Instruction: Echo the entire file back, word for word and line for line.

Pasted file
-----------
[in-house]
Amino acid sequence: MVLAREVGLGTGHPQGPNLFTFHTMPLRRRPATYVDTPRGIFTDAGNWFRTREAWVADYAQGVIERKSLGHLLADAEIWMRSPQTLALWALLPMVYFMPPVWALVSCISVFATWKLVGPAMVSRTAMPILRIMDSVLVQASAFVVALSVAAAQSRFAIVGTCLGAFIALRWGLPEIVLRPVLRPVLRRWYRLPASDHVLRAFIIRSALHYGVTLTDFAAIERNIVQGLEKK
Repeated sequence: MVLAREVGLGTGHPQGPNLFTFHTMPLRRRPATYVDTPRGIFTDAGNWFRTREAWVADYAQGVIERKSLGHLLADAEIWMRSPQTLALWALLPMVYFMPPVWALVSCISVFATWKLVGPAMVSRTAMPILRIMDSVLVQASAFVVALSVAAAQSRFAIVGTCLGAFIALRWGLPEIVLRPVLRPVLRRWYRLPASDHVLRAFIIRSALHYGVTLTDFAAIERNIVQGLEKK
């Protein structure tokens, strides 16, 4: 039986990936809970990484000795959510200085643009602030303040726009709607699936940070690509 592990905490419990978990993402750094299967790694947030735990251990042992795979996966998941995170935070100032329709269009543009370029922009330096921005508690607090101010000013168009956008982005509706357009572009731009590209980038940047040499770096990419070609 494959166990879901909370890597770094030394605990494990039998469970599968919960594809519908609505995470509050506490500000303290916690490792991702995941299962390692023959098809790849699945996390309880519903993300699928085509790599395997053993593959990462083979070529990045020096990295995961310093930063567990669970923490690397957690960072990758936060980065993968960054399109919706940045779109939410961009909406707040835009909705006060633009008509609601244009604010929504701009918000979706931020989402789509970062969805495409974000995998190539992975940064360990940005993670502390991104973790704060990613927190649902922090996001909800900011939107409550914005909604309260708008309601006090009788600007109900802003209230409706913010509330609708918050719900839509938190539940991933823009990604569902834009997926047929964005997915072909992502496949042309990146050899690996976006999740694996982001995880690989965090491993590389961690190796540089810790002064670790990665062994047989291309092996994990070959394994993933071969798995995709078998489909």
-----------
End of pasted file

[in-house]
Amino acid sequence: MVLAREVGLGTGHPQGPNLFTFHTMPLRRRPATYVDTPRGIFTDAGNWFRTREAWVADYAQGVIERKSLGHLLADAEIWMRSPQTLALWALLPMVYFMPPVWALVSCISVFATWKLVGPAMVSRTAMPILRIMDSVLVQASAFVVALSVAAAQSRFAIVGTCLGAFIALRWGLPEIVLRPVLRPVLRRWYRLPASDHVLRAFIIRSALHYGVTLTDFAAIERNIVQGLEKK
Repeated sequence: MVLAREVGLGTGHPQGPNLFTFHTMPLRRRPATYVDTPRGIFTDAGNWFRTREAWVADYAQGVIERKSLGHLLADAEIWMRSPQTLALWALLPMVYFMPPVWALVSCISVFATWKLVGPAMVSRTAMPILRIMDSVLVQASAFVVALSVAAAQSRFAIVGTCLGAFIALRWGLPEIVLRPVLRPVLRRWYRLPASDHVLRAFIIRSALHYGVTLTDFAAIERNIVQGLEKK
């Protein structure tokens, strides 16, 4: 039986990936809970990484000795959510200085643009602030303040726009709607699936940070690509 592990905490419990978990993402750094299967790694947030735990251990042992795979996966998941995170935070100032329709269009543009370029922009330096921005508690607090101010000013168009956008982005509706357009572009731009590209980038940047040499770096990419070609 494959166990879901909370890597770094030394605990494990039998469970599968919960594809519908609505995470509050506490500000303290916690490792991702995941299962390692023959098809790849699945996390309880519903993300699928085509790599395997053993593959990462083979070529990045020096990295995961310093930063567990669970923490690397957690960072990758936060980065993968960054399109919706940045779109939410961009909406707040835009909705006060633009008509609601244009604010929504701009918000979706931020989402789509970062969805495409974000995998190539992975940064360990940005993670502390991104973790704060990613927190649902922090996001909800900011939107409550914005909604309260708008309601006090009788600007109900802003209230409706913010509330609708918050719900839509938190539940991933823009990604569902834009997926047929964005997915072909992502496949042309990146050899690996976006999740694996982001995880690989965090491993590389961690190796540089810790002064670790990665062994047989291309092996994990070959394994993933071969798995995709078998489909």